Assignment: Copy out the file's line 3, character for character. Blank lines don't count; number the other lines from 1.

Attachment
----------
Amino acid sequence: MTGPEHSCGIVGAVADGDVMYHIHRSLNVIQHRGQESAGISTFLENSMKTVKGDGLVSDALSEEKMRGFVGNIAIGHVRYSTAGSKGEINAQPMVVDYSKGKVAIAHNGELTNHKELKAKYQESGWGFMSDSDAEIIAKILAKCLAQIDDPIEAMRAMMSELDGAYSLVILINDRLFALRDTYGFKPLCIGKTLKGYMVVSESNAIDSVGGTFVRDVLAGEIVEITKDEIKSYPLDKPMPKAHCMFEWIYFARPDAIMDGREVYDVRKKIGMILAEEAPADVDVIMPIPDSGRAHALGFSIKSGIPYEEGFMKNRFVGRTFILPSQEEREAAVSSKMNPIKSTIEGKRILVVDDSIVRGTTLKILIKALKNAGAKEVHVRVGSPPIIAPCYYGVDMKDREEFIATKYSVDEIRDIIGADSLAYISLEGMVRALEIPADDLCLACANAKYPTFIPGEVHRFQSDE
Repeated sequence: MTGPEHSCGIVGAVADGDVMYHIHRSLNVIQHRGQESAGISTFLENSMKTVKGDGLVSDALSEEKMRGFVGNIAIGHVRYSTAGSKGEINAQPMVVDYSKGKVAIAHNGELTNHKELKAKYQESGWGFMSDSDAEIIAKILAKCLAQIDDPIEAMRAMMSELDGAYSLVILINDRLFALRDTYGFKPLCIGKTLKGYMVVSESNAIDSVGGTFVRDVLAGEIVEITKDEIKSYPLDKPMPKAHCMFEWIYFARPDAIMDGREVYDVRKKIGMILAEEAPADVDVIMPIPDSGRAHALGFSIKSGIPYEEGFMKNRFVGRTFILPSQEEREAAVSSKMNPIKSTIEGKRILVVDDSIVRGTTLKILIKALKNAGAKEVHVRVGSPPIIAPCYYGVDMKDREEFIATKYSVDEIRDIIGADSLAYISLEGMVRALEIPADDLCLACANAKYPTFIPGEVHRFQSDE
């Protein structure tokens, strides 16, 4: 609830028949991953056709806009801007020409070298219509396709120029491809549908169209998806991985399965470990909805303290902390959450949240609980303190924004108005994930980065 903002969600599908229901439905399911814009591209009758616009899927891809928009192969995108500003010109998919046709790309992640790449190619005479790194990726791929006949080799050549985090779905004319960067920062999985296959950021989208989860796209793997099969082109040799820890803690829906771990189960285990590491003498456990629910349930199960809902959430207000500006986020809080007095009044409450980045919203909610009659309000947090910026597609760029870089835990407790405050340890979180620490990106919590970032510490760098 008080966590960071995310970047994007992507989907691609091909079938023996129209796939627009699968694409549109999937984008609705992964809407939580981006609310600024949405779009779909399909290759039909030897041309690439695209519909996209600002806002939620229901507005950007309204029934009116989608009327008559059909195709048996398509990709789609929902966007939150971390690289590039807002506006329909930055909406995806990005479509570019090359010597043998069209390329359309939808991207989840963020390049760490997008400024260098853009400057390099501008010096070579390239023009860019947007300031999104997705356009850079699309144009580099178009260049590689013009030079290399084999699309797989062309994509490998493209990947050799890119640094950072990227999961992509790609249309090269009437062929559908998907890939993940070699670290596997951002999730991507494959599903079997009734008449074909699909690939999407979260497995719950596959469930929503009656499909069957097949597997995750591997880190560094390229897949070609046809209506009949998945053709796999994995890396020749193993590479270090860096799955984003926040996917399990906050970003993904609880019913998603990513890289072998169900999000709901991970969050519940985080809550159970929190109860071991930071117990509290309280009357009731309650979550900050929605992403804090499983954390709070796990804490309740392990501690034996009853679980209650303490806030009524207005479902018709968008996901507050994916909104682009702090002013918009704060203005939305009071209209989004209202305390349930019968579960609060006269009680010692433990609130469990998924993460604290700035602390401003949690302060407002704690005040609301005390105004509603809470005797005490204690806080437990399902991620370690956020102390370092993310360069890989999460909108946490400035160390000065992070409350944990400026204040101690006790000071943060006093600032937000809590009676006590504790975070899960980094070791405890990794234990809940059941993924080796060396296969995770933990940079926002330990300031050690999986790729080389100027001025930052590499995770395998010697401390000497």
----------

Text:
């Protein structure tokens, strides 16, 4: 609830028949991953056709806009801007020409070298219509396709120029491809549908169209998806991985399965470990909805303290902390959450949240609980303190924004108005994930980065 903002969600599908229901439905399911814009591209009758616009899927891809928009192969995108500003010109998919046709790309992640790449190619005479790194990726791929006949080799050549985090779905004319960067920062999985296959950021989208989860796209793997099969082109040799820890803690829906771990189960285990590491003498456990629910349930199960809902959430207000500006986020809080007095009044409450980045919203909610009659309000947090910026597609760029870089835990407790405050340890979180620490990106919590970032510490760098 008080966590960071995310970047994007992507989907691609091909079938023996129209796939627009699968694409549109999937984008609705992964809407939580981006609310600024949405779009779909399909290759039909030897041309690439695209519909996209600002806002939620229901507005950007309204029934009116989608009327008559059909195709048996398509990709789609929902966007939150971390690289590039807002506006329909930055909406995806990005479509570019090359010597043998069209390329359309939808991207989840963020390049760490997008400024260098853009400057390099501008010096070579390239023009860019947007300031999104997705356009850079699309144009580099178009260049590689013009030079290399084999699309797989062309994509490998493209990947050799890119640094950072990227999961992509790609249309090269009437062929559908998907890939993940070699670290596997951002999730991507494959599903079997009734008449074909699909690939999407979260497995719950596959469930929503009656499909069957097949597997995750591997880190560094390229897949070609046809209506009949998945053709796999994995890396020749193993590479270090860096799955984003926040996917399990906050970003993904609880019913998603990513890289072998169900999000709901991970969050519940985080809550159970929190109860071991930071117990509290309280009357009731309650979550900050929605992403804090499983954390709070796990804490309740392990501690034996009853679980209650303490806030009524207005479902018709968008996901507050994916909104682009702090002013918009704060203005939305009071209209989004209202305390349930019968579960609060006269009680010692433990609130469990998924993460604290700035602390401003949690302060407002704690005040609301005390105004509603809470005797005490204690806080437990399902991620370690956020102390370092993310360069890989999460909108946490400035160390000065992070409350944990400026204040101690006790000071943060006093600032937000809590009676006590504790975070899960980094070791405890990794234990809940059941993924080796060396296969995770933990940079926002330990300031050690999986790729080389100027001025930052590499995770395998010697401390000497």